Scientists seek lost continent near the Hudson

Rock outcrop yields clues to the rise and fall of ancient Rodinia

November 25, 1999|By New York Times News Service

TOWN OF RAMAPO, N.Y- a billion years ago, or so the prevailing geological theory has it, the Earth's continental plates collided, pushing up mountains the height of the Himalayas and creating a supercontinent that geologists call Rodinia.

In time, the breakup of Rodinia created an ocean, Iapetus, that was itself destroyed when the continents collided and formed yet another supercontinent, Pangaea.

Eventually, Pangaea split up, creating North America, Europe, Africa, and the Atlantic Ocean. Finally, erosion and the burden of mile-high glaciers flattened much of the landscape, including present-day metropolitan New York.

'The Rodinian story'

These days, Alexander Gates, a professor of geology at Rutgers University in Newark, N.J., is navigating that landscape, rock hammer in hand. Ranging the forests of New York's Harriman State Park in Rockland and Orange counties, scribbling observations in his leather-bound field notebook, he is, by his description, "looking to piece together the Rodinian story."

For the last three years, Gates and his research team have been mapping the tortured history of one of the last vast, geologically pristine places in the region an inventory of significant rock-types, features and geological faults, photographing them and collecting rock samples.

Their ambition is not only to compile the most detailed picture of the geological history of Harriman and its region, but also to look for clues to important mysteries in the story of the earth's lost supercontinents, which had a history of violent assembly and reassembly as dizzying as the slam-dance of bumper cars in an amusement park.

On the urbanized, suburbanized, exurbanized face of it, New York and environs might not seem to be the most fertile geological ground. Lately, according to Gates, the region "has been neglected by geologists." But, he added, the basement rock of the metropolitan area is actually some of the most complex in the United States. in terms of the dazzling variety of rocks, their spectacular deformation by wind, water, ice and volcanic fire, and their intricate, baffling, Rubik's Cube construction.

Harriman is place to be

And when it comes to studying that local geology, Harriman is the place to be. Across the region, development has obscured most of what geologists refer to as "exposures." Harriman, though, "is pretty much the way it was left, after the glacier retreated" 12,000 years ago, said Yngvar Isachsen, principal scientist for the Geological Survey of the New York State Museum in Albany. "In geology, it doesn't get much better than that," he said.

Already, Gates said, the project has yielded revelations about the formation of the ancient continent of Rodinia, including at least one "Rosetta stone," a Harriman rock outcrop that provides significant information on the supercontinent's formation.

The research could have practical applications as well. As seismologists study the origins of the recent earthquake in Turkey, they are calling for intensified research to gauge the likelihood of future seismic events in the metropolitan area. Though the region is often characterized as dormant, geologists say it presents the potential for earthquake hazard.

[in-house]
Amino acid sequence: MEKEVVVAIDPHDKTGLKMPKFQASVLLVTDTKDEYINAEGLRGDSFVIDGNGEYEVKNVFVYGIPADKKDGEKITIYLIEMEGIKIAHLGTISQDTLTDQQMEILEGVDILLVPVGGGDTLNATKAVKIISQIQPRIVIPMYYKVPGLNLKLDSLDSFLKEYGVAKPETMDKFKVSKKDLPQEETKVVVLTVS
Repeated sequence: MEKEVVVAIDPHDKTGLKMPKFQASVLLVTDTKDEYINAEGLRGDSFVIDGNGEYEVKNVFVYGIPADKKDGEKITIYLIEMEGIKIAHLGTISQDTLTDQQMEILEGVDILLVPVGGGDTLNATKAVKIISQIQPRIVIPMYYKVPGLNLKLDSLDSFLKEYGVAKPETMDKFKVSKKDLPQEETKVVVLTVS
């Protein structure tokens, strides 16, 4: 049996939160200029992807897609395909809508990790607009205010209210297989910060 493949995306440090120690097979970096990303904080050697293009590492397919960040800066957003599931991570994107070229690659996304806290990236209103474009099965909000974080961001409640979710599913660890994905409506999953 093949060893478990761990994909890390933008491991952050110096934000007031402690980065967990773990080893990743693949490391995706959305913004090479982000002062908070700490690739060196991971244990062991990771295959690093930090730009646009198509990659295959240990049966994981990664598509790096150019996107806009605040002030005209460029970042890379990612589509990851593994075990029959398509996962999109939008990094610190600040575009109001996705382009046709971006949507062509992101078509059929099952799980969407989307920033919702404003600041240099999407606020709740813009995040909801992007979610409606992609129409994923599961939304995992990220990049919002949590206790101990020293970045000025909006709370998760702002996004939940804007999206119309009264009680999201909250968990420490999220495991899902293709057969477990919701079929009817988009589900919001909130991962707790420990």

And because Harriman had to close its hiking trails until recently because of the drought, Gates' work "can be very helpful to us," said Carol Ash, executive director of the Palisades Interstate Park Commission, which administers 100,000 acres of forest in New York and New Jersey, including Harriman.

"We hope that Dr. Gates' study of fissures in the rock will give us a greater understanding of the park's ground-water system, and help us to manage it better," Ash said.

Some scientists say this focus on New York's geology is long overdue. Geologists "paid a lot of attention to the New York region at the turn of the century, especially when the city's water tunnels were being built," said Leonardo Seeber, a research scientist at the Lamont-Doherty Earth Observatory of Columbia University in Palisades, N.Y.


Later, the region became "unfashionable," Seeber said. High mountains, active volcanoes, petroleum reserves and pure-science research drew many academics elsewhere.

"Other areas are trendier, and they get better funding," Isachsen said. These days, thanks to budget cuts, the Geological Survey cannot even afford to assign a geological specialist to the New York metropolitan area.

As they carry out their project, Gates and his team are also studying and reinterpreting the observations of generations of geologists who toiled before the era of plate tectonics, the evolving theory that, since the 1960s, has viewed the earth's rock record in the context of the interaction of the earth's continental plates. The metropolitan area "has always been where the action is," said Gates, but now, he noted, geologists can finally make sense of what all that action meant.

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